Ms Freitag stated that in Germany there were more positive cases for doping, but it was believed that the problem might be bigger than those caught out. Many of those who used doping were never caught because they used sophisticated masking drugs that made it hard to detect. Germany had therefore created new facilities which improved the testing of doping .She wanted to know whether the South African state gave financial support to anti doping initiatives, she also probed the specific amount of financial assistance given.

Mr Lee replied that the state supported the anti doping unit and the funds were used accordingly.

The Chairperson added that the state had currently assisted the anti doping unit with roughly R10 million.

The Chairperson asked whether school sports existed in Germany.

Ms Freitag replied that children from primary school had at least three lessons within a week. Before schools use to end at 1pm, however the school system changed and schools will end around 5 pm and there was more opportunity for sports. One of the problems was that there were few special sport teachers in school.

Ms G Sindani (ANC) asked whether the German delegation could offer any experiential thought in how to decrease doping.

Ms Freitag stated the main challenge was that there were those who used doping intelligently. There needed to be international cooperation on this issue.

The Chairperson stated that if there were specific regulations on what substance to take and which one not to, then the doping challenge would decreased. He furthermore asked whether education was free and compulsory in Germany.

Mr Rabotapi asserted that in Argentina the issue of education and sport also assisted in developing morals and ethical conducts of the youth 

Ms Freitag stated that education was free until university level, however for kinder garden there was a specific levy that had to be paid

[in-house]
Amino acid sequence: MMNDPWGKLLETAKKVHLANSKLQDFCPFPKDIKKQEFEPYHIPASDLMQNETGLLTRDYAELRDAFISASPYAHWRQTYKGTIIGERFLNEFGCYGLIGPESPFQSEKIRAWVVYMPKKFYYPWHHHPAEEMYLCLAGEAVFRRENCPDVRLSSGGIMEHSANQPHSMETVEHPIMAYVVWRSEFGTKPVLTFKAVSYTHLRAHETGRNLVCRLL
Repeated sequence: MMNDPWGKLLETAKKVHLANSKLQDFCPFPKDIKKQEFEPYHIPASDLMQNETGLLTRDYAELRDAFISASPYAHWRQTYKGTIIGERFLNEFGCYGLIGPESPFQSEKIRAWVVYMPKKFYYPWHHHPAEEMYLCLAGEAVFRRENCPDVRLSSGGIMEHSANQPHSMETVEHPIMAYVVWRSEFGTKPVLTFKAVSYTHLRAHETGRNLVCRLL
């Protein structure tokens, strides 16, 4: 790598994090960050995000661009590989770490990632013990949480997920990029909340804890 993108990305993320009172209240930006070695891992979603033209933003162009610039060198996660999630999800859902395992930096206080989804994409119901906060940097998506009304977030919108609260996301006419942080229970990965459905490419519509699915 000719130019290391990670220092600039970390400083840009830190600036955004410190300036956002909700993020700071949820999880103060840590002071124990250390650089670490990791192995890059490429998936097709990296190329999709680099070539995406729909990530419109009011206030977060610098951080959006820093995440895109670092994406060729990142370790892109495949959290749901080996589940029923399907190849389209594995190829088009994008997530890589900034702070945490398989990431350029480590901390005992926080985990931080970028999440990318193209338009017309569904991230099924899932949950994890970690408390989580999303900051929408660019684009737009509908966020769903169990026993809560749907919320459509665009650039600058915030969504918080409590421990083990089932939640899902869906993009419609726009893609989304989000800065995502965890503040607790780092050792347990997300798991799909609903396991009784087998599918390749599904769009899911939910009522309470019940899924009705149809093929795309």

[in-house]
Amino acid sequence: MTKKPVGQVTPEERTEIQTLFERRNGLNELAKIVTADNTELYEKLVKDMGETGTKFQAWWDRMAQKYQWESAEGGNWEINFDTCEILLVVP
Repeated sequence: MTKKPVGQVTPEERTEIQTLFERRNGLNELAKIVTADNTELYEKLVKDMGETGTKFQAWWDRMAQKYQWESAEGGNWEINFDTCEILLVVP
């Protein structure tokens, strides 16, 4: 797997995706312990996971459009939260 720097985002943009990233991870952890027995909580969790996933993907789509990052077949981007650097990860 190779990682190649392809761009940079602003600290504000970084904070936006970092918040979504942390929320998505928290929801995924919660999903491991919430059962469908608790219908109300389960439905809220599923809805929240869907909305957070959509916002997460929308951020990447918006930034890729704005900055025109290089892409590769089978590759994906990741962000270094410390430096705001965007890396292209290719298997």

Mr K Wuhlengu (ANC) asked about racism and hooliganism. How was this handled in Germany?

Mr Lee stated South Africa in its endeavour to implement Outcomes Based Education (OBE) had failed. The vast majority of the youth who participated in sport in most cases were ill-literate. Also, he asked about the education system of Germany.

Ms Freitag admitted that racism was a problem as the country had an influx of immigrants. The major problem was that immigrants who entered Germany did not spread equally and tended to be more concentrated in specific areas. Integration was also an issue. There has been attempt to integrate children from the very beginning in sport, which transcended the idea of living together.

Furthermore, Ms Freitag indicated that many Germany fans were beginning to behave like hooligans and there were ongoing discussions on how to deal with this. On the German education system, she stated that there was an agreement with universities to assist those who participated in sports, by allowing them to write test later. This agreement encouraged the youth to have enough time for both their study and sport. This also assisted the youth when knowing that they did not have to solely depend on a sporting career.

The Chairperson thanked the German delegates for their presence at the session

The meeting was adjourned.

Present